On Ukraine crisis, Vietnam media stray from typical pro-Russia coverage

The Russia-Vietnam relationship goes back a long way to the Soviet era.
By RFA Staff
2022.02.24
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On Ukraine crisis, Vietnam media stray from typical pro-Russia coverage Vietnam's President Nguyen Xuan Phuc at a ceremony at the Tomb of the Unknown Soldier in Moscow, during an official visit to Russia Dec. 1, 2021.
Reuters

As Russia launches a major military invasion on Ukraine, Moscow’s closest partner in Southeast Asia - Hanoi - has remained passive, giving no substantive comment besides a formulaic call for restraint.

Vietnamese media, on the other hand, are covering the conflict in great detail, surprisingly without much of their usual pro-Russia bias.

When the so-called Euromaidan protest movement rocked Ukraine in 2014, followed by the Russia-Ukraine conflict that led to the annexation of Crimea by Russia, Vietnamese state-run media generally blamed the crisis on “the West.” Fault was seen to lie with the U.S. and on NATO expansion aimed at bringing Ukraine out of Russia’s sphere of influence.

Today, the picture is different.

Nhan Dan daily, the mouthpiece of Vietnam’s ruling Communist Party, reported both sides’ arguments at Tuesday’s United Nations Security Council’s emergency meeting on Ukraine. It carried quotes by not only the Russian and Chinese representatives but also by the U.S. ambassador to the U.N. and a statement from the Ukrainian President Volodymyr Zelenskyy.

The official Vietnam News Agency’s online newspaper, Bao Tin Tuc, while dedicating more space as usual to the Russian accounts of the crisis, also reported on the West’s condemnation of Russian President Vladimir Putin’s recognition of the two breakaway regions in eastern Ukraine, as well as the European sanctions against Moscow.

An opinion piece went as far as saying that Putin’s action has “destroyed the hope for a diplomatic solution to the conflict.”

The Vietnamese Ambassador to Ukraine, Nguyen Hong Thach, went on national TV to say he was “extremely surprised” and did not expect that Putin would unleash Russian forces that quickly and resolutely.

The Russia-Vietnam relationship goes back a long way to the Soviet era. The Soviet Union was among the first countries to diplomatically recognize the Democratic Republic of Vietnam, now the Socialist Republic of Vietnam, in 1950.

Russia is Vietnam’s first strategic partner and one of its only three so-called “comprehensive strategic partners,” besides China and India. Moscow was also Hanoi’s biggest donor, up until the collapse of the Soviet Union and the Eastern Bloc.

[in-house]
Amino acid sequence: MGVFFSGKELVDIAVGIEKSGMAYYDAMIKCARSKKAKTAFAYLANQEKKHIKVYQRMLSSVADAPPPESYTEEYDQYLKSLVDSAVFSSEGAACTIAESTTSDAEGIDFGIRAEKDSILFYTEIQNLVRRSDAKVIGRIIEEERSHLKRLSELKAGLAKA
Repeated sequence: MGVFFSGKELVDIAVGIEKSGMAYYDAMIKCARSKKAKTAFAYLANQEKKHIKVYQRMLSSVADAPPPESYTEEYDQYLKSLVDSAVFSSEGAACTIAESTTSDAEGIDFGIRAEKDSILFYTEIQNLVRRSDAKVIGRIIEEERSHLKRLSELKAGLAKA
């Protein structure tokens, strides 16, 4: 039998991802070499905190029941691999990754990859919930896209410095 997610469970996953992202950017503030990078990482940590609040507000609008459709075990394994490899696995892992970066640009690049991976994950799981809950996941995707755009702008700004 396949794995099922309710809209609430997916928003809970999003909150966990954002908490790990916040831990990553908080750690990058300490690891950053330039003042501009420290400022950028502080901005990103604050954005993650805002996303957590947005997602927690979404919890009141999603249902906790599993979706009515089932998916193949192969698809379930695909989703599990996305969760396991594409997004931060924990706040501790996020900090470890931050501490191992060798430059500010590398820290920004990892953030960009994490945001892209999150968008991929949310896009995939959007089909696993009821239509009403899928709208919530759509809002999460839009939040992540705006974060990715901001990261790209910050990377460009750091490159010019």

To this day, Russia remains Vietnam’s most important defense partner and the main provider of weapons and military equipment to the Vietnamese armed forces.

For those reasons, any criticism of Russia and Putin’s foreign policy, especially when it doesn’t relate to Vietnam directly, is highly unusual.

Vietnam doesn’t have private media and most of the local media strictly follow the lines given to them by a special arm of the Communist Party called the Central Commission for Propaganda and Education.

Nevertheless, as more than 70 percent of Vietnam’s population has access to the internet and the younger generation of journalists are now able to utilize English-language news sources, more ‘westernized ideas’ have penetrated into the domestic media, to the dismay of conservatives.

People read newspapers by the Hoan Kiem lake in Hanoi, Vietnam May 3, 2018.  Credit: Reuters
People read newspapers by the Hoan Kiem lake in Hanoi, Vietnam May 3, 2018. Credit: Reuters
Warnings about China

The Vietnamese government so far has not said anything about the Russian attacks but on Wednesday released its first statement on the Ukrainian conflict with a well-rehearsed call on all sides “to exercise restraint and resolve differences peacefully through diplomatic means based on the Charter of the United Nations and the main principles of international law.”

However, discussions of the Ukrainian situation are hotting up on Vietnamese social media platforms, particularly Facebook where there are 66 million Vietnamese users.

Vietnamese netizens’ interest in the ongoing conflict some 8,000 kilometers (5,000 miles) away focuses on some main topics: the small community of 6,000-7,000 Vietnamese living in Ukraine, the impact on the world’s economy, and China.

While there fraternal ties between the communist parties of China and Vietnam, there’s also suspicion and rivalry between the two nations, including over their conflicting claims in the South China Sea.

“China has partnered up with Russia to form a new world order,” said former ambassador Nguyen Ngoc Truong, a political analyst.

“Now, Asia should beware of China,” he added.

“The U.S. has made a strategic mistake,” said another Vietnamese analyst who wishes to stay anonymous as he’s affiliated to the government and not authorized to speak to the media.

“They [the U.S.] seem to forget that their real competitor is China. To go to war with Russia is having to fight on two fronts at the same time. Defeat is almost guaranteed,” the analyst said.

The Biden administration says it won’t send troops to fight in Ukraine. And China also maintains it won’t exploit the situation there, saying it has no self-interest in the Ukraine issue. But many Vietnamese voice concern that with Washington distracted by the escalating tension in Ukraine, Beijing would take advantage and push its agenda in the Asia-Pacific.

Taiwan and the South China Sea seem the most obvious targets as China has already been claiming ownership there, the Vietnamese analyst said, adding that how it plays out depends on the developments in Europe.

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